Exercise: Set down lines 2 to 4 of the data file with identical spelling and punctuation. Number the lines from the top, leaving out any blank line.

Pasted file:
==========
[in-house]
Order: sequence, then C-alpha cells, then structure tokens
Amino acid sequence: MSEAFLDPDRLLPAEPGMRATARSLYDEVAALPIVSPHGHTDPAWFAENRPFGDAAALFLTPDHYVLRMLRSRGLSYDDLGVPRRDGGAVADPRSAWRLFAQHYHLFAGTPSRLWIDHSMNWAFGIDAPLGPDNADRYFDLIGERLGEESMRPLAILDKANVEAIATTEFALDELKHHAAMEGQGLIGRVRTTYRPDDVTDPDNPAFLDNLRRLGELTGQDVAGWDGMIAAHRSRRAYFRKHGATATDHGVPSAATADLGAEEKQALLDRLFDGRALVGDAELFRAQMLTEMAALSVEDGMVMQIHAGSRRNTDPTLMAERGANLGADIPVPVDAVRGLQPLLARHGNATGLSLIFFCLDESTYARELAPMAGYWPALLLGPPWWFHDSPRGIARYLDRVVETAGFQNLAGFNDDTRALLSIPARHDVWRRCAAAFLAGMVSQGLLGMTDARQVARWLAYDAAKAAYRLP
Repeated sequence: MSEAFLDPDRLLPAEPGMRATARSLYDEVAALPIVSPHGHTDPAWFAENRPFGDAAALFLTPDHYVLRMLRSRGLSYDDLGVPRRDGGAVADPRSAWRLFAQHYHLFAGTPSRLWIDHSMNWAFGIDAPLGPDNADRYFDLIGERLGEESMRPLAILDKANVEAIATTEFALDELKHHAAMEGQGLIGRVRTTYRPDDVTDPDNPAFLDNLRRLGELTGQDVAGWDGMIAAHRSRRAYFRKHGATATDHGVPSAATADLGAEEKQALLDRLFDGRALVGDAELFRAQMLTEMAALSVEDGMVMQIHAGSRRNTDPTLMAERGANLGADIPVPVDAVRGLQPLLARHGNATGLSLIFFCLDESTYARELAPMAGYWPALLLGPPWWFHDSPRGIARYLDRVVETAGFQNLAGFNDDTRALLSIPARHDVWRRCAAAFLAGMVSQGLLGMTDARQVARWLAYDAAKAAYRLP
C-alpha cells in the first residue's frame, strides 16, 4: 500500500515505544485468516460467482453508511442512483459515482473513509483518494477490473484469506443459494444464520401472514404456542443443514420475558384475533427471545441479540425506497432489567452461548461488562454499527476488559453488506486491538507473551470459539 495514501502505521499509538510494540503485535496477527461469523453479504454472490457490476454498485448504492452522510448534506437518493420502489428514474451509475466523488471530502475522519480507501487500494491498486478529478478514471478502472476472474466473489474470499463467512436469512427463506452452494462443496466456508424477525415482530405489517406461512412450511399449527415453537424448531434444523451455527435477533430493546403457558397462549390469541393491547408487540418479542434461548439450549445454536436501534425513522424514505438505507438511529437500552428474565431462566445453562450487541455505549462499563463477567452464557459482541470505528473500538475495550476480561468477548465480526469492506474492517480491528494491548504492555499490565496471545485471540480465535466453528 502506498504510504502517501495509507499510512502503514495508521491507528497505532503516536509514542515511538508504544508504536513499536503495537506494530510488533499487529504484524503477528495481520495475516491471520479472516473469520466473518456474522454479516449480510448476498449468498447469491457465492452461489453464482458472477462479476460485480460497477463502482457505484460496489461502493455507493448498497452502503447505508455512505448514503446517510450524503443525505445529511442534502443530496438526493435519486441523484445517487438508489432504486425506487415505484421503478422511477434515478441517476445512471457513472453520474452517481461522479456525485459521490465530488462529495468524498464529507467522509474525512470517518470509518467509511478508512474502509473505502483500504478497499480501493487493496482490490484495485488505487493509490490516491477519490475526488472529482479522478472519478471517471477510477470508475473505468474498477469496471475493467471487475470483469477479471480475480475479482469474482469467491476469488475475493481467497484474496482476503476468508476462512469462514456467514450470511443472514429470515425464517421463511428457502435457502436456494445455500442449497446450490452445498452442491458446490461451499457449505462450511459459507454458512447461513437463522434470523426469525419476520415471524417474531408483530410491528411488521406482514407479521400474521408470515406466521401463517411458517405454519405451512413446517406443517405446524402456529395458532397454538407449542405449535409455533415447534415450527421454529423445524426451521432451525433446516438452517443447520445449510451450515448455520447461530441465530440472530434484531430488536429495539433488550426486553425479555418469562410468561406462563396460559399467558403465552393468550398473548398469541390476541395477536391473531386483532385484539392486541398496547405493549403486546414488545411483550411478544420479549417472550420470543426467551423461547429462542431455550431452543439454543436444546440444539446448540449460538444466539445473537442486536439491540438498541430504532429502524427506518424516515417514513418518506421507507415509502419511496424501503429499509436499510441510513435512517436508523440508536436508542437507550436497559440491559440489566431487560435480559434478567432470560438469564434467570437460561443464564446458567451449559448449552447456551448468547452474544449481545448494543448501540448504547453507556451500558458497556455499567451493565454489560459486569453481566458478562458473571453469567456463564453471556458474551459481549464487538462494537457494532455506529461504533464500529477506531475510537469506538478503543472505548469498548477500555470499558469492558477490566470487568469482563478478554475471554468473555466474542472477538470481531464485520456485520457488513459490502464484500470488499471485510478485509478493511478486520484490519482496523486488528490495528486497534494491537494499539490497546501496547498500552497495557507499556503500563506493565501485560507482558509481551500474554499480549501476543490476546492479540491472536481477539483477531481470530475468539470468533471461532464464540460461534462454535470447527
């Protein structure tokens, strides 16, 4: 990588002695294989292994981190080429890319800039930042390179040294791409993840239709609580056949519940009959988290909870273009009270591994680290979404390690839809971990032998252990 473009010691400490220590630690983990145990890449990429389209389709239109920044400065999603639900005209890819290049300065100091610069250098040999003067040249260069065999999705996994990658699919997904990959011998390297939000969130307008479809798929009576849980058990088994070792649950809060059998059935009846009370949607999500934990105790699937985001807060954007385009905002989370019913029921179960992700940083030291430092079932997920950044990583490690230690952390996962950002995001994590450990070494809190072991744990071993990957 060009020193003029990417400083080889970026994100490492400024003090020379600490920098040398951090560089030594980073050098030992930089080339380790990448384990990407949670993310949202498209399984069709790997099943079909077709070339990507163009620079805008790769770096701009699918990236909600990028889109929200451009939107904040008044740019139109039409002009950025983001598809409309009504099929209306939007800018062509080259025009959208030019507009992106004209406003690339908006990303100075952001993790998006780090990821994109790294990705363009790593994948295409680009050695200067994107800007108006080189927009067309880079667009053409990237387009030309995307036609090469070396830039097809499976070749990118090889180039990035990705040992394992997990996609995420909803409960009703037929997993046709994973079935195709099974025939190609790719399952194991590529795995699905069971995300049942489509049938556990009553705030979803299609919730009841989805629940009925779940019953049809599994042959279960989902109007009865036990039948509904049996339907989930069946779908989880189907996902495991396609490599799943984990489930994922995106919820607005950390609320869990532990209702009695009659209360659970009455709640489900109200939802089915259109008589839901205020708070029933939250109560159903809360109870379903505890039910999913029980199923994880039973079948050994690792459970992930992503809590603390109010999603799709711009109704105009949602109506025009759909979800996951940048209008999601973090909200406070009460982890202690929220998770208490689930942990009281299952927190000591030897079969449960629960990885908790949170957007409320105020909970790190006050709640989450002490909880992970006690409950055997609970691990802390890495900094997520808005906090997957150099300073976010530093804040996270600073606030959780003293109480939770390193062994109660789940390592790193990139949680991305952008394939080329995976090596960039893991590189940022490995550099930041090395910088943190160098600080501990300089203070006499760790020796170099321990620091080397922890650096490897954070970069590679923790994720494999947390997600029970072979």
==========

Order: sequence, then C-alpha cells, then structure tokens
Amino acid sequence: MSEAFLDPDRLLPAEPGMRATARSLYDEVAALPIVSPHGHTDPAWFAENRPFGDAAALFLTPDHYVLRMLRSRGLSYDDLGVPRRDGGAVADPRSAWRLFAQHYHLFAGTPSRLWIDHSMNWAFGIDAPLGPDNADRYFDLIGERLGEESMRPLAILDKANVEAIATTEFALDELKHHAAMEGQGLIGRVRTTYRPDDVTDPDNPAFLDNLRRLGELTGQDVAGWDGMIAAHRSRRAYFRKHGATATDHGVPSAATADLGAEEKQALLDRLFDGRALVGDAELFRAQMLTEMAALSVEDGMVMQIHAGSRRNTDPTLMAERGANLGADIPVPVDAVRGLQPLLARHGNATGLSLIFFCLDESTYARELAPMAGYWPALLLGPPWWFHDSPRGIARYLDRVVETAGFQNLAGFNDDTRALLSIPARHDVWRRCAAAFLAGMVSQGLLGMTDARQVARWLAYDAAKAAYRLP
Repeated sequence: MSEAFLDPDRLLPAEPGMRATARSLYDEVAALPIVSPHGHTDPAWFAENRPFGDAAALFLTPDHYVLRMLRSRGLSYDDLGVPRRDGGAVADPRSAWRLFAQHYHLFAGTPSRLWIDHSMNWAFGIDAPLGPDNADRYFDLIGERLGEESMRPLAILDKANVEAIATTEFALDELKHHAAMEGQGLIGRVRTTYRPDDVTDPDNPAFLDNLRRLGELTGQDVAGWDGMIAAHRSRRAYFRKHGATATDHGVPSAATADLGAEEKQALLDRLFDGRALVGDAELFRAQMLTEMAALSVEDGMVMQIHAGSRRNTDPTLMAERGANLGADIPVPVDAVRGLQPLLARHGNATGLSLIFFCLDESTYARELAPMAGYWPALLLGPPWWFHDSPRGIARYLDRVVETAGFQNLAGFNDDTRALLSIPARHDVWRRCAAAFLAGMVSQGLLGMTDARQVARWLAYDAAKAAYRLP